The next big thing in mobile chipsets, Qualcomm’s Snapdragon 800 system-on-a-chip (SoC), is set to enter mass production in May, according to a senior product manager. The company was showing off its newest chipset on development devices, indicating the advantages, both in speed and thermal efficiency, over the current high-end Snapdragon 600.
While the Snapdragon 800 is built using the same 28nm manufacturing process as its predecessor, there are a number of improvements to its Krait core, in addition to boosting clock speeds to 2.3Ghz. The Snapdragon 800 will include four Krait 400 cores, each operating asynchronously to ensure optimal battery life; all but one can be disabled on an as-needed basis depending on processing workload. The new chip boasts improved memory bandwidth and a faster Adreno 330 graphics processor, which is up to 50% faster than the current-gen Adreno 320, though it’s unknown whether those gains come from architecture improvements or just higher clock speeds.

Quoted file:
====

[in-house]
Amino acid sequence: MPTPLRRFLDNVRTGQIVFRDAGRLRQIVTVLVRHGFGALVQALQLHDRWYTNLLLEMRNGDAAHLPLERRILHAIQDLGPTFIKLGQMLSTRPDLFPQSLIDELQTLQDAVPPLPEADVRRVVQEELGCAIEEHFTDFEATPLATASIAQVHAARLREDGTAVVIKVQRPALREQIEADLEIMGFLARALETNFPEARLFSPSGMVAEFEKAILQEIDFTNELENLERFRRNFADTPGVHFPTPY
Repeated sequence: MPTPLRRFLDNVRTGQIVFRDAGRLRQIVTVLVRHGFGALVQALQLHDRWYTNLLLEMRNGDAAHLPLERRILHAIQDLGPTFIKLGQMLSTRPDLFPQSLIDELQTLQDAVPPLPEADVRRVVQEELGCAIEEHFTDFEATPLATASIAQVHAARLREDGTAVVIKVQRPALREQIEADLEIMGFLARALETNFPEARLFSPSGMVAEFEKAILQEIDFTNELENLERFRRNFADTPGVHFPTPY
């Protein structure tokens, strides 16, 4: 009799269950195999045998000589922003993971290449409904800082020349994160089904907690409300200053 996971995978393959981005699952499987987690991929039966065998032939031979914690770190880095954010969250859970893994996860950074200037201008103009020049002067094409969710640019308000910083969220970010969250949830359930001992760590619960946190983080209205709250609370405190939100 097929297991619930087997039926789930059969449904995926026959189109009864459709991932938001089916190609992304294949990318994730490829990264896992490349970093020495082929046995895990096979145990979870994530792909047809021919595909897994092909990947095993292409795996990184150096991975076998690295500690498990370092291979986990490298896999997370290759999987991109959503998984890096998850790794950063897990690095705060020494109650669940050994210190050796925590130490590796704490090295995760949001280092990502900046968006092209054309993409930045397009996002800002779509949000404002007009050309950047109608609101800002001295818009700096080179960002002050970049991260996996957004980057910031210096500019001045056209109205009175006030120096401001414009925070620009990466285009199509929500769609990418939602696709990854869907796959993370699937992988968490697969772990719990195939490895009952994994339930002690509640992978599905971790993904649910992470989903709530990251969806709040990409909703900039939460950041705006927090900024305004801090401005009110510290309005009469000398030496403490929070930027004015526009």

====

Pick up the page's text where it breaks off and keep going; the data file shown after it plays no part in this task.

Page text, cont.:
With an integrated baseband boasting LTE speeds up to 150Mbps, 802.11ac WiFi and USB 3.0, it boasts substantial IO improvements as well.
The Snapdragon 800 will likely debut in tablets first, but will come to Android smartphones by end of the year or early 2014. More information about the chip and its OEM partners will be released in June, says Qualcomm, though you only have to look at the current swath of Android devices, from Samsung to HTC to LG, to ascertain the inevitable success of the Snapdragon 800.
Qualcomm recently reported its Q2 earnings and found itself triumphantly in the black, boasting revenues above $6 billion and, incredibly, profits above $2 billion.